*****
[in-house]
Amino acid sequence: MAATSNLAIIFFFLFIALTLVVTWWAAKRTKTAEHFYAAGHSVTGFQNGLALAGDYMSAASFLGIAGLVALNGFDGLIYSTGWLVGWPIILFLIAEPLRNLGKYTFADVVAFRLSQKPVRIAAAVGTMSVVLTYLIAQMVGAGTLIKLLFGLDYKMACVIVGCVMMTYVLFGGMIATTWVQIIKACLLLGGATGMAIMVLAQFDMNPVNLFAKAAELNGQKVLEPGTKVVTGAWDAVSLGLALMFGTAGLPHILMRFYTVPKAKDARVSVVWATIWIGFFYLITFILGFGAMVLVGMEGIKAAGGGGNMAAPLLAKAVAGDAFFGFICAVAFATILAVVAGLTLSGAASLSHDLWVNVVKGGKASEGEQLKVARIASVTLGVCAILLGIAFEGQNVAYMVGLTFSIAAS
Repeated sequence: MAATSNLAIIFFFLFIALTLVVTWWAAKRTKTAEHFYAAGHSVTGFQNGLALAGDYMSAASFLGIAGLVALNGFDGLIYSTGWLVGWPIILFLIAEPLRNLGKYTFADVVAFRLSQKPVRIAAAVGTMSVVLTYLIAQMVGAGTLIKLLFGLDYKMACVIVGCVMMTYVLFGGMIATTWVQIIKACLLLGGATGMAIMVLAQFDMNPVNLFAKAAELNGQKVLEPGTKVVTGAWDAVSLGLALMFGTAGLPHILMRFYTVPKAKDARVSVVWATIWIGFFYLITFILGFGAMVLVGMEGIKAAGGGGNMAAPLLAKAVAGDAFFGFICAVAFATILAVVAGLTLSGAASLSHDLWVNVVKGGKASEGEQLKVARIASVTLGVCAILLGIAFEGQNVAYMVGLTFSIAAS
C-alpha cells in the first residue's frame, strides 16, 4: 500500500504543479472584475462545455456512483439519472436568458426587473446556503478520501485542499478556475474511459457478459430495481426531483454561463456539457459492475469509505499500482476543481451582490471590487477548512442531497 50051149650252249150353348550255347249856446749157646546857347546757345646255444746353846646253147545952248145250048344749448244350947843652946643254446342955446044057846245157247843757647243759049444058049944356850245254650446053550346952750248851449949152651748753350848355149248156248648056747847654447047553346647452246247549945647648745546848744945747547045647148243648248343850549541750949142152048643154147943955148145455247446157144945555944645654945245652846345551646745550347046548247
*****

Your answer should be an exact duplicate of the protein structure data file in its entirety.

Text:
[in-house]
Amino acid sequence: MAATSNLAIIFFFLFIALTLVVTWWAAKRTKTAEHFYAAGHSVTGFQNGLALAGDYMSAASFLGIAGLVALNGFDGLIYSTGWLVGWPIILFLIAEPLRNLGKYTFADVVAFRLSQKPVRIAAAVGTMSVVLTYLIAQMVGAGTLIKLLFGLDYKMACVIVGCVMMTYVLFGGMIATTWVQIIKACLLLGGATGMAIMVLAQFDMNPVNLFAKAAELNGQKVLEPGTKVVTGAWDAVSLGLALMFGTAGLPHILMRFYTVPKAKDARVSVVWATIWIGFFYLITFILGFGAMVLVGMEGIKAAGGGGNMAAPLLAKAVAGDAFFGFICAVAFATILAVVAGLTLSGAASLSHDLWVNVVKGGKASEGEQLKVARIASVTLGVCAILLGIAFEGQNVAYMVGLTFSIAAS
Repeated sequence: MAATSNLAIIFFFLFIALTLVVTWWAAKRTKTAEHFYAAGHSVTGFQNGLALAGDYMSAASFLGIAGLVALNGFDGLIYSTGWLVGWPIILFLIAEPLRNLGKYTFADVVAFRLSQKPVRIAAAVGTMSVVLTYLIAQMVGAGTLIKLLFGLDYKMACVIVGCVMMTYVLFGGMIATTWVQIIKACLLLGGATGMAIMVLAQFDMNPVNLFAKAAELNGQKVLEPGTKVVTGAWDAVSLGLALMFGTAGLPHILMRFYTVPKAKDARVSVVWATIWIGFFYLITFILGFGAMVLVGMEGIKAAGGGGNMAAPLLAKAVAGDAFFGFICAVAFATILAVVAGLTLSGAASLSHDLWVNVVKGGKASEGEQLKVARIASVTLGVCAILLGIAFEGQNVAYMVGLTFSIAAS
C-alpha cells in the first residue's frame, strides 16, 4: 500500500504543479472584475462545455456512483439519472436568458426587473446556503478520501485542499478556475474511459457478459430495481426531483454561463456539457459492475469509505499500482476543481451582490471590487477548512442531497 50051149650252249150353348550255347249856446749157646546857347546757345646255444746353846646253147545952248145250048344749448244350947843652946643254446342955446044057846245157247843757647243759049444058049944356850245254650446053550346952750248851449949152651748753350848355149248156248648056747847654447047553346647452246247549945647648745546848744945747547045647148243648248343850549541750949142152048643154147943955148145455247446157144945555944645654945245652846345551646745550347046548247